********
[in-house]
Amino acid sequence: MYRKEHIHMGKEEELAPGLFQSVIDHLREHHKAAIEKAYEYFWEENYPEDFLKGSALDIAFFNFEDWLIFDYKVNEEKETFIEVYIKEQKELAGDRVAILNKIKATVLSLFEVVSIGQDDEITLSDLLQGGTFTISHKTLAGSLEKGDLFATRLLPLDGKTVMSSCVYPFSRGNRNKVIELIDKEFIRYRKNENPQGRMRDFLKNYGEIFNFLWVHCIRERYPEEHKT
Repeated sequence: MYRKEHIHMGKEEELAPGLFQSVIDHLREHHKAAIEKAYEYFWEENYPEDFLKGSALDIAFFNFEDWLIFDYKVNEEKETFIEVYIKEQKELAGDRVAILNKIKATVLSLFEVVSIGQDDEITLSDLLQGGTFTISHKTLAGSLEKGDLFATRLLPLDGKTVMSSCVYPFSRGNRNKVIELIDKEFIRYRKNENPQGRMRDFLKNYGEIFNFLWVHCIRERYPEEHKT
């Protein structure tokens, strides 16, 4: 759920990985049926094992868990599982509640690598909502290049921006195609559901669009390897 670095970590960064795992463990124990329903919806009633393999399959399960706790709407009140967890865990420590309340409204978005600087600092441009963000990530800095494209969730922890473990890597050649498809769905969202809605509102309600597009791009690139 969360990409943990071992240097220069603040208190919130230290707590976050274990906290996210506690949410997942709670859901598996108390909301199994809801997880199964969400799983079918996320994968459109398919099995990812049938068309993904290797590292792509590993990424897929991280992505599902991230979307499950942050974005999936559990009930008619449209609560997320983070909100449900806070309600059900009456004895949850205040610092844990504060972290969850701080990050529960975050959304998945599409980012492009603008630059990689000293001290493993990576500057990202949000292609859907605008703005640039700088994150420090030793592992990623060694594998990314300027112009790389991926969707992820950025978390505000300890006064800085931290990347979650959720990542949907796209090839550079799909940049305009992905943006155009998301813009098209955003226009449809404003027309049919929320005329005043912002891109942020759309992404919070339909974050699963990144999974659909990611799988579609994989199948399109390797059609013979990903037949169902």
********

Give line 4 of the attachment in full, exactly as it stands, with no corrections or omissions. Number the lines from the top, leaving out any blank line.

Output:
């Protein structure tokens, strides 16, 4: 759920990985049926094992868990599982509640690598909502290049921006195609559901669009390897 670095970590960064795992463990124990329903919806009633393999399959399960706790709407009140967890865990420590309340409204978005600087600092441009963000990530800095494209969730922890473990890597050649498809769905969202809605509102309600597009791009690139 969360990409943990071992240097220069603040208190919130230290707590976050274990906290996210506690949410997942709670859901598996108390909301199994809801997880199964969400799983079918996320994968459109398919099995990812049938068309993904290797590292792509590993990424897929991280992505599902991230979307499950942050974005999936559990009930008619449209609560997320983070909100449900806070309600059900009456004895949850205040610092844990504060972290969850701080990050529960975050959304998945599409980012492009603008630059990689000293001290493993990576500057990202949000292609859907605008703005640039700088994150420090030793592992990623060694594998990314300027112009790389991926969707992820950025978390505000300890006064800085931290990347979650959720990542949907796209090839550079799909940049305009992905943006155009998301813009098209955003226009449809404003027309049919929320005329005043912002891109942020759309992404919070339909974050699963990144999974659909990611799988579609994989199948399109390797059609013979990903037949169902």